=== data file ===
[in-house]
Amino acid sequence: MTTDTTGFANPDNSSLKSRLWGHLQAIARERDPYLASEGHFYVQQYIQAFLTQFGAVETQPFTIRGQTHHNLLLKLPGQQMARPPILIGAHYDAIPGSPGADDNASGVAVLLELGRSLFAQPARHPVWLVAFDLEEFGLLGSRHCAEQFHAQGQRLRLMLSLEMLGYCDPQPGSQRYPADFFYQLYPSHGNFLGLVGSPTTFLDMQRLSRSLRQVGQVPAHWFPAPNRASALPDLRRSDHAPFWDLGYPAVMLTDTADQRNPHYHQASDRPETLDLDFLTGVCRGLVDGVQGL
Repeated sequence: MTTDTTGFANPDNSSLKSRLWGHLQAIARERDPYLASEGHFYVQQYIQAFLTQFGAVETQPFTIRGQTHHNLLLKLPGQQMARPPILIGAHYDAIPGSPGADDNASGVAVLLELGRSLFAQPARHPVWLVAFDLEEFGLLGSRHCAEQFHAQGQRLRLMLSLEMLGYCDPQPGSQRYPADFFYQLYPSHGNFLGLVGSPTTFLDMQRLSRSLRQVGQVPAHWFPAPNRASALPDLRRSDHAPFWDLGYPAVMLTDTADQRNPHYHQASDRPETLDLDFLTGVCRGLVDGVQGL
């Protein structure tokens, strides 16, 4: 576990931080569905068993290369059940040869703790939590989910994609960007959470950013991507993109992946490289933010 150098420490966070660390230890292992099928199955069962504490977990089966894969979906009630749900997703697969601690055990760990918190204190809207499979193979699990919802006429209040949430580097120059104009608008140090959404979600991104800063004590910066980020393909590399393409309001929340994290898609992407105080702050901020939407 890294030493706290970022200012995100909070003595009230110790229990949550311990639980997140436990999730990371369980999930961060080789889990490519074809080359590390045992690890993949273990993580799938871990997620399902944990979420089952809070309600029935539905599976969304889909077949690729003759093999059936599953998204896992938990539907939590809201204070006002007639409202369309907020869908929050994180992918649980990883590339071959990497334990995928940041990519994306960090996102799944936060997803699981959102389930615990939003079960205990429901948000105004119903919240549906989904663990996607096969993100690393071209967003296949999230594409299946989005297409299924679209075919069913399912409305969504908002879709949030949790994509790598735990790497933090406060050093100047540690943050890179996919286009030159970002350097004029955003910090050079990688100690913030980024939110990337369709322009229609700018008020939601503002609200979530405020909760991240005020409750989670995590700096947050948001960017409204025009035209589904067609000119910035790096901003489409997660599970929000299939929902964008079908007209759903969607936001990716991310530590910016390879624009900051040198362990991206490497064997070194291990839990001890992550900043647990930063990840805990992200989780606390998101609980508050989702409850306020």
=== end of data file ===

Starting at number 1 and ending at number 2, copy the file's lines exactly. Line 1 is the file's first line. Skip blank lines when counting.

[in-house]
Amino acid sequence: MTTDTTGFANPDNSSLKSRLWGHLQAIARERDPYLASEGHFYVQQYIQAFLTQFGAVETQPFTIRGQTHHNLLLKLPGQQMARPPILIGAHYDAIPGSPGADDNASGVAVLLELGRSLFAQPARHPVWLVAFDLEEFGLLGSRHCAEQFHAQGQRLRLMLSLEMLGYCDPQPGSQRYPADFFYQLYPSHGNFLGLVGSPTTFLDMQRLSRSLRQVGQVPAHWFPAPNRASALPDLRRSDHAPFWDLGYPAVMLTDTADQRNPHYHQASDRPETLDLDFLTGVCRGLVDGVQGL